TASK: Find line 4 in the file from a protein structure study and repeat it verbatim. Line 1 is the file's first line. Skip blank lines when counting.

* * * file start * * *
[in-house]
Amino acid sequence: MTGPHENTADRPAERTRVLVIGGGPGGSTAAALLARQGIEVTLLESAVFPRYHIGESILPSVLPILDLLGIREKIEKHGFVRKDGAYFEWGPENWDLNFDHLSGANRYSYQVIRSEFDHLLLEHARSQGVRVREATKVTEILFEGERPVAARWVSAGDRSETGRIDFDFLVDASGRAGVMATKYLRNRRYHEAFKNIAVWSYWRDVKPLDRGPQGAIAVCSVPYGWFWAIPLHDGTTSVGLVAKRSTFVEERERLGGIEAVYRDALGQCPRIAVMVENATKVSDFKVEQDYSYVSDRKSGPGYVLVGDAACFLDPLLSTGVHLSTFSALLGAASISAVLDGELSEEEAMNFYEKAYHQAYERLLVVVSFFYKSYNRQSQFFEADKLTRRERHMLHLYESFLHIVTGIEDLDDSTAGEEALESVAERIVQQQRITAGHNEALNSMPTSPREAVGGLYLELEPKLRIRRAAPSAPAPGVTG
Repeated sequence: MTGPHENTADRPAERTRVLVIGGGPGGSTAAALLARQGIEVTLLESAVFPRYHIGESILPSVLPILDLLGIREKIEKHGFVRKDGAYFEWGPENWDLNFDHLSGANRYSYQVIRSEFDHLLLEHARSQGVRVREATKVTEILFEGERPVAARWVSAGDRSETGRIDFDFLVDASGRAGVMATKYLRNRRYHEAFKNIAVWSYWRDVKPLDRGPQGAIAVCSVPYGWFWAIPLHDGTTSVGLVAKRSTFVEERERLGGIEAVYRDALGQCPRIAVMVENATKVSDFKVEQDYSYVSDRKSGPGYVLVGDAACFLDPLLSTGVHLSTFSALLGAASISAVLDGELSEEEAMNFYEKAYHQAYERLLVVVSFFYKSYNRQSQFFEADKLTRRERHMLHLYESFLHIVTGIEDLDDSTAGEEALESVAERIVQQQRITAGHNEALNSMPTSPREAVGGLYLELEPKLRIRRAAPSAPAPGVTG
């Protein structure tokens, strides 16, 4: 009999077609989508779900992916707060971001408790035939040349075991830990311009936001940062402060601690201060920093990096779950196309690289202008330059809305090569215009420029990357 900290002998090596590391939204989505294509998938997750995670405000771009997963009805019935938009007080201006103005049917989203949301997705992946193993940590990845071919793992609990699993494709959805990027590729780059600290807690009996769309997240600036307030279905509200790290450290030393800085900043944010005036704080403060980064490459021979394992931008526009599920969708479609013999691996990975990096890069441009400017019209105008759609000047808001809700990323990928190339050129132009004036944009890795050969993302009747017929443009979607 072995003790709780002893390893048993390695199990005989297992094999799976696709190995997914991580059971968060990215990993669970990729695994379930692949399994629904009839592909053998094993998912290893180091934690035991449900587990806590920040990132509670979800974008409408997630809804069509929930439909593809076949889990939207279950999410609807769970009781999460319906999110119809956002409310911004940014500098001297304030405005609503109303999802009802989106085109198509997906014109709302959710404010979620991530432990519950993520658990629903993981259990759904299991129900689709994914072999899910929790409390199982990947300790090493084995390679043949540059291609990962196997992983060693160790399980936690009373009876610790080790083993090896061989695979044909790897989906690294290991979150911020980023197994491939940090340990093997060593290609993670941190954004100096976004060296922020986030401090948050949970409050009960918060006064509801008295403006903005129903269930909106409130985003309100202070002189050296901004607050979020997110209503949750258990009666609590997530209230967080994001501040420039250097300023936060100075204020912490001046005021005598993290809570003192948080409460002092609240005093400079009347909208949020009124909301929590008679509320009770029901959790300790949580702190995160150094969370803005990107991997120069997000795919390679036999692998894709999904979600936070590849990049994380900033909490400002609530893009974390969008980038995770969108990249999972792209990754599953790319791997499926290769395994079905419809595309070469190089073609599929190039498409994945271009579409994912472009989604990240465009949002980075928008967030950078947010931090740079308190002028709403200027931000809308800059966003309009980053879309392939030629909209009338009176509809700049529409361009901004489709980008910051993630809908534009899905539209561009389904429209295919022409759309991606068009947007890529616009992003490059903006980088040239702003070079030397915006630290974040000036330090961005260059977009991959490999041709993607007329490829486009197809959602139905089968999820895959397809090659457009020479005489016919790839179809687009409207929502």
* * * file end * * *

């Protein structure tokens, strides 16, 4: 009999077609989508779900992916707060971001408790035939040349075991830990311009936001940062402060601690201060920093990096779950196309690289202008330059809305090569215009420029990357 900290002998090596590391939204989505294509998938997750995670405000771009997963009805019935938009007080201006103005049917989203949301997705992946193993940590990845071919793992609990699993494709959805990027590729780059600290807690009996769309997240600036307030279905509200790290450290030393800085900043944010005036704080403060980064490459021979394992931008526009599920969708479609013999691996990975990096890069441009400017019209105008759609000047808001809700990323990928190339050129132009004036944009890795050969993302009747017929443009979607 072995003790709780002893390893048993390695199990005989297992094999799976696709190995997914991580059971968060990215990993669970990729695994379930692949399994629904009839592909053998094993998912290893180091934690035991449900587990806590920040990132509670979800974008409408997630809804069509929930439909593809076949889990939207279950999410609807769970009781999460319906999110119809956002409310911004940014500098001297304030405005609503109303999802009802989106085109198509997906014109709302959710404010979620991530432990519950993520658990629903993981259990759904299991129900689709994914072999899910929790409390199982990947300790090493084995390679043949540059291609990962196997992983060693160790399980936690009373009876610790080790083993090896061989695979044909790897989906690294290991979150911020980023197994491939940090340990093997060593290609993670941190954004100096976004060296922020986030401090948050949970409050009960918060006064509801008295403006903005129903269930909106409130985003309100202070002189050296901004607050979020997110209503949750258990009666609590997530209230967080994001501040420039250097300023936060100075204020912490001046005021005598993290809570003192948080409460002092609240005093400079009347909208949020009124909301929590008679509320009770029901959790300790949580702190995160150094969370803005990107991997120069997000795919390679036999692998894709999904979600936070590849990049994380900033909490400002609530893009974390969008980038995770969108990249999972792209990754599953790319791997499926290769395994079905419809595309070469190089073609599929190039498409994945271009579409994912472009989604990240465009949002980075928008967030950078947010931090740079308190002028709403200027931000809308800059966003309009980053879309392939030629909209009338009176509809700049529409361009901004489709980008910051993630809908534009899905539209561009389904429209295919022409759309991606068009947007890529616009992003490059903006980088040239702003070079030397915006630290974040000036330090961005260059977009991959490999041709993607007329490829486009197809959602139905089968999820895959397809090659457009020479005489016919790839179809687009409207929502």